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Coronavirus NHS tracked and Trace Starts Today

  • If you've turned on the news this morning you have no doubt heard that the NHSX app, which is used to trace coronavirus contact and warn people when they may have been exposed to the virus, is testing from today in the Isle of Wight, UK.
NHSX
NHSX (credit: We Love the NHS)
The initial app, a serious collaboration between Google and Apple, and the NHS, started on April the 10th, when they made a joint announcement that they were working on an API (application programming interface). This API would specifically allow both iPhone and Android devices to share the data needed, on an anonymous basis to enable this contact tracing as it has become known and it will use Bluetooth Low Energy. 

However as is always the way for these government involved programmes there were fallings out, lots of issues and in the end the NH S confirmed it was not going to be using this new Apple/Google  API collaborative system. The data will belong exclusively to the NHS, however the three companies will continue to work together to ensure that the app will meet its purpose and use Bluetooth Low Energy.

What Does it Do?


It doesn't really matter what handset you have, whether it's an iPhone or a Samsung Galaxy the app can be installed on both Android and iOS devices. It is totally anonymous, and basically you enter data and report if you have been having any symptoms of the virus. If this is the case any other users that have been in significant contact with you would be notified. 

While this all sounds very complicated, the basic idea is that movements are tracked, so if someone reports that they have Coronavirus and you have been near them you will be alerted. You will receive alerts telling you for example to go straight home by the most direct route, to ensure you are two metres away from people, or to find a room where you can isolate yourself.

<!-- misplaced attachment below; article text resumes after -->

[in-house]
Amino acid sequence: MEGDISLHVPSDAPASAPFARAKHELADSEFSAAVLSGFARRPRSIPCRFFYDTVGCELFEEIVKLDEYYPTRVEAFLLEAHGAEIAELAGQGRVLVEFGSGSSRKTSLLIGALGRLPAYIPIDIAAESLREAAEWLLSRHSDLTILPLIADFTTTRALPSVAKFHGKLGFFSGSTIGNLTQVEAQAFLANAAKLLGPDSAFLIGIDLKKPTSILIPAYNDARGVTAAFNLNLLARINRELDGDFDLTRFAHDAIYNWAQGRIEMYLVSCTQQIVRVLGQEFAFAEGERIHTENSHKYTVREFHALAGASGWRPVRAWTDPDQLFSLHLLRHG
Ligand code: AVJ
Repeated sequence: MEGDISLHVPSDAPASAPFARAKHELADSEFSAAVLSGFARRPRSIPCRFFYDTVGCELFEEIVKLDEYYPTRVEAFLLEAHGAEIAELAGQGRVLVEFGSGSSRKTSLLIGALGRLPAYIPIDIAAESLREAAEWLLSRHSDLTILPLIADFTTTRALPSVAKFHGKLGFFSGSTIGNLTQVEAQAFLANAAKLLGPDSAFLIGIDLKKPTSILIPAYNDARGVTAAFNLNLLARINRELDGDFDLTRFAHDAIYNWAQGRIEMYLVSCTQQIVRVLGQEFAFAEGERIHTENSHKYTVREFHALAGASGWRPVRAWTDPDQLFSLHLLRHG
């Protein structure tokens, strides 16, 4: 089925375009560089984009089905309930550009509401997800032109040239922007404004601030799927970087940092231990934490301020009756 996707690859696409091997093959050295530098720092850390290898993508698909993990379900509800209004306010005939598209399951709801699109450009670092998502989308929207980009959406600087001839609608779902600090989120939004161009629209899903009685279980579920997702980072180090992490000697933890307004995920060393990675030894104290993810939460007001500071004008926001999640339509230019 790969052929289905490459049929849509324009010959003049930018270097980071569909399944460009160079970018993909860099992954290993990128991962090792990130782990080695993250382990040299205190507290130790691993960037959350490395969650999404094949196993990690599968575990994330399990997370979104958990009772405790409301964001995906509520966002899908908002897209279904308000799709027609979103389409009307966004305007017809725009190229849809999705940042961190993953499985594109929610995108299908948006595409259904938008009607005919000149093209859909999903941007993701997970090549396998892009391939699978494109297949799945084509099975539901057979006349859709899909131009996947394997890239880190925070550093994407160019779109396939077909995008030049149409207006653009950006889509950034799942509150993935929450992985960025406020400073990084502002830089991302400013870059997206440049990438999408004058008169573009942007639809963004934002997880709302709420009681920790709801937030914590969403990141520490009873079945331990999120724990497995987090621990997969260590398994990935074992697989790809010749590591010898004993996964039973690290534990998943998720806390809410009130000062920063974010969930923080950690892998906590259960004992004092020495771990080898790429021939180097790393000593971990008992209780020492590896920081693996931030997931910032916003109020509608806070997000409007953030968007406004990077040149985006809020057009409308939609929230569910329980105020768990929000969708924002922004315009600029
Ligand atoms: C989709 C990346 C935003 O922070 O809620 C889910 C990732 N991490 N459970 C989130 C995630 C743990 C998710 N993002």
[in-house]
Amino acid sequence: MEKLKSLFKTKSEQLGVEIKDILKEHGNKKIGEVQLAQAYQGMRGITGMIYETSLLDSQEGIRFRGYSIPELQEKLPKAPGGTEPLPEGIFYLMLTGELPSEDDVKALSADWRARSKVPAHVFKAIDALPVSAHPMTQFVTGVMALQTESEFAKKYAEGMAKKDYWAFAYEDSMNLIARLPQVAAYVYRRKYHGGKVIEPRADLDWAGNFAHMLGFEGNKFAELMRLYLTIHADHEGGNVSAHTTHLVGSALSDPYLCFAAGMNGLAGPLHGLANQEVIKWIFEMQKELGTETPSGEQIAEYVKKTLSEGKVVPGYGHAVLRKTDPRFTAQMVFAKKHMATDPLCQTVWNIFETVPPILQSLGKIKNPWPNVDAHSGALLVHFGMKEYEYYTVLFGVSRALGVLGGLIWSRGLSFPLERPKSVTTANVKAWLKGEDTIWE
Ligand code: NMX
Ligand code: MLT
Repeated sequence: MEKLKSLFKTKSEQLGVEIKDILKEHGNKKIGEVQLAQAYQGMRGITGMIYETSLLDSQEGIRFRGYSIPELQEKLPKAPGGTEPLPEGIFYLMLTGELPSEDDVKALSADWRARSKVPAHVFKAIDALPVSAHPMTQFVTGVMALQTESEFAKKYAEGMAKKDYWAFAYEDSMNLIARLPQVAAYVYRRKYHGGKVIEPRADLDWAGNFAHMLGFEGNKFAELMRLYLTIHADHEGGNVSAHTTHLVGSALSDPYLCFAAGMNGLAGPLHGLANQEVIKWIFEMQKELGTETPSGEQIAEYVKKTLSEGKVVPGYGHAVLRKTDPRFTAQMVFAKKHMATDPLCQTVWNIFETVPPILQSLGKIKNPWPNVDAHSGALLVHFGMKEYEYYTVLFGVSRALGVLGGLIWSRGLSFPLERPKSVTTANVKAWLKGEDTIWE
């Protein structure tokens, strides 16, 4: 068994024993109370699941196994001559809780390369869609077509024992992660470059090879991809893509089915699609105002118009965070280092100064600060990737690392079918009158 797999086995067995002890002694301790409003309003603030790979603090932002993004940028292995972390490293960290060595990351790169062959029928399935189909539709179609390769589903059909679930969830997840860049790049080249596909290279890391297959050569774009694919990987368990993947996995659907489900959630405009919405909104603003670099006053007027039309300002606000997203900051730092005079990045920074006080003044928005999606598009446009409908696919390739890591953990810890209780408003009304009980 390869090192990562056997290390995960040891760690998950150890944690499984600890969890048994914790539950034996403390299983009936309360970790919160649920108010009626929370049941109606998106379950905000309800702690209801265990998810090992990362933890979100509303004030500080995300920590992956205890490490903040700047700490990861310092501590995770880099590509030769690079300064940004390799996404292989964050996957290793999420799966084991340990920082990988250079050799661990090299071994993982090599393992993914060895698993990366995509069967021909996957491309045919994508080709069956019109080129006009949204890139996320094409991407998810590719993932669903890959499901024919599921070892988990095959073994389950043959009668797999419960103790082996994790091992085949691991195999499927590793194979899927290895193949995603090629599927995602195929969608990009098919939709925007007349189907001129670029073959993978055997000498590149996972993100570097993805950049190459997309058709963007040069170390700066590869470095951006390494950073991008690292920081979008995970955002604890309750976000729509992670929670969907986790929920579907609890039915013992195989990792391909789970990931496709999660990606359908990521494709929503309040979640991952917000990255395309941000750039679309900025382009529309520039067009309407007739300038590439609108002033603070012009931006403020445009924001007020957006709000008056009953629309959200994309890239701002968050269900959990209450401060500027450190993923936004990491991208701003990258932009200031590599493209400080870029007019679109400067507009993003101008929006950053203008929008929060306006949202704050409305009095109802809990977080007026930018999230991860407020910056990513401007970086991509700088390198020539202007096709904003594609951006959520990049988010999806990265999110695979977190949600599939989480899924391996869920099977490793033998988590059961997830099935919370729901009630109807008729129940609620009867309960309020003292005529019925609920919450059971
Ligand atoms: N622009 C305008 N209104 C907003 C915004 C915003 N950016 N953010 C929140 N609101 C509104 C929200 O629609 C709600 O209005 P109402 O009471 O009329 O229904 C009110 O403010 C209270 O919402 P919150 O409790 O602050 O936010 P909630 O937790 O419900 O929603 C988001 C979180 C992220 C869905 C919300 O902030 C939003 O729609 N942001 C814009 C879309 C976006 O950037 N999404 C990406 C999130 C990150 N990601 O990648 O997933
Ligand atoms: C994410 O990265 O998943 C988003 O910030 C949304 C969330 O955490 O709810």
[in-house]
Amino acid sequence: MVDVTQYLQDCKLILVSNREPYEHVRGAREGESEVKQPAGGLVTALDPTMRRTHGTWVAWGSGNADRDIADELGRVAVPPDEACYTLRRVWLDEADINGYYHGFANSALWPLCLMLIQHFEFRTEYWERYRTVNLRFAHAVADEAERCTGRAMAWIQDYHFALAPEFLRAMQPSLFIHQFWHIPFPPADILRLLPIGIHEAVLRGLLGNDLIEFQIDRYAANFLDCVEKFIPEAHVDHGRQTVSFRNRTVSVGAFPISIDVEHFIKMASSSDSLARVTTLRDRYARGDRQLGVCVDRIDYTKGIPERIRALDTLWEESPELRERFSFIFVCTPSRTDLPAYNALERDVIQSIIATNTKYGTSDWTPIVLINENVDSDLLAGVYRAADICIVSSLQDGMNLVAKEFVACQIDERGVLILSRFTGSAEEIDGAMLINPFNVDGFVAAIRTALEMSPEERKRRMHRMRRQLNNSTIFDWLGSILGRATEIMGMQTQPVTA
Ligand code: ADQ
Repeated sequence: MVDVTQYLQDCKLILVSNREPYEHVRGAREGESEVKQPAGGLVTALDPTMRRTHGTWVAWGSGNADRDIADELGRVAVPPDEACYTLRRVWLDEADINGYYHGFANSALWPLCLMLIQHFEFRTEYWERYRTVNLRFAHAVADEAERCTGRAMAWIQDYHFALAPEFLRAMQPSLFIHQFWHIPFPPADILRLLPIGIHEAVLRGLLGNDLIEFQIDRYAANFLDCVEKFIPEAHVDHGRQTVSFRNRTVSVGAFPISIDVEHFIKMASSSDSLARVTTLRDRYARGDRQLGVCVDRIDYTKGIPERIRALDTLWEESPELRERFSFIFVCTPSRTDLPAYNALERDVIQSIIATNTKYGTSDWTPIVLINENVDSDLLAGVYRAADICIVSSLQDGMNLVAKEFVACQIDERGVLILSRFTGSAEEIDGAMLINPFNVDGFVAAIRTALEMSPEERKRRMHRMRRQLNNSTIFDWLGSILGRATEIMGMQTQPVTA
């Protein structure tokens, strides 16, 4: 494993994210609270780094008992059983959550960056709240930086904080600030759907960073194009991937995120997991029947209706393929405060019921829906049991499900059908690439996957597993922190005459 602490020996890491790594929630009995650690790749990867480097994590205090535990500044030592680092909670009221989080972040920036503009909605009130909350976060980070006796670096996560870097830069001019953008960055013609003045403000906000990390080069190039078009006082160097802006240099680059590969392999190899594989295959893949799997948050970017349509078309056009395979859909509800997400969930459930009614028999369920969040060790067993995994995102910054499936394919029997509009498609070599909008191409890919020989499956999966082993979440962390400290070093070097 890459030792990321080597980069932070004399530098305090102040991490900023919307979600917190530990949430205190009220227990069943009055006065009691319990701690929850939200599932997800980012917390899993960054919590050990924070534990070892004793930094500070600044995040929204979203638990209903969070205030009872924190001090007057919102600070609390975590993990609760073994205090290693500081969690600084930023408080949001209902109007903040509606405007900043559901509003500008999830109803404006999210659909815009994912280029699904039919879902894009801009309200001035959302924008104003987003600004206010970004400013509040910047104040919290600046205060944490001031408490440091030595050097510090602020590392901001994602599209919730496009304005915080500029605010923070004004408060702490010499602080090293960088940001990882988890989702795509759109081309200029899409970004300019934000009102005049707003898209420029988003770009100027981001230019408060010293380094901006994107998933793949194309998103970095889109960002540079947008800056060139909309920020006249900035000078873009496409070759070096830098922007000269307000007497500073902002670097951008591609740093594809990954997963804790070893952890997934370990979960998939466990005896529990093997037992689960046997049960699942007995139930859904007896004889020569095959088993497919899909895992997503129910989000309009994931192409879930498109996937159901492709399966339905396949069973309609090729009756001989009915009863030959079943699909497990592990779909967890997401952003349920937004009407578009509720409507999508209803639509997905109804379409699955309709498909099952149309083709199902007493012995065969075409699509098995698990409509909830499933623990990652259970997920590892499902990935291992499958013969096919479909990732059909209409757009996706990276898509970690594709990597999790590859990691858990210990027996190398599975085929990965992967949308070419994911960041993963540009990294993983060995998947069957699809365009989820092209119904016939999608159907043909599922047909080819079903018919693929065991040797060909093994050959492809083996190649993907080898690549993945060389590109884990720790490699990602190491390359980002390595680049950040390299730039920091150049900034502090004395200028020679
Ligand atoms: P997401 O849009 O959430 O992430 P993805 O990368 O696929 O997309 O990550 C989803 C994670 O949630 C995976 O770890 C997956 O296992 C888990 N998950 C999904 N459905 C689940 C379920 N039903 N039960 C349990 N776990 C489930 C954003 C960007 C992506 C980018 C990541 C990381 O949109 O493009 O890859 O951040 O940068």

Privacy is Not Thought to be an Issue 


You will be given a randomised user ID, the only identifying feature of which is the beginning part of your postcode, which obviously applies to thousands of other people in your area. So, you are not being identified in person to any other member of the public. However, the only reason this app can succeed is if people take it seriously and do as they are asked. It was thought that over 60% of the population needed to sign up to the scheme and use the app in order to ensure it works. 

A new figure now suggests that 56% of the population would suffice, and this equates to 80% of all smartphone users. Of course, this potentially excludes a large portion of the population; people who do not have smartphones and people over 70 who have not even been included in the count. 

The key message that the NHS is keen to pass to the country is to not be afraid of the app. It is not an invasion of privacy; you are not identifiable; but potentially it will allow the country to return to a more normal life sooner rather than later so you should use it when asked if you have the technology to do so. 

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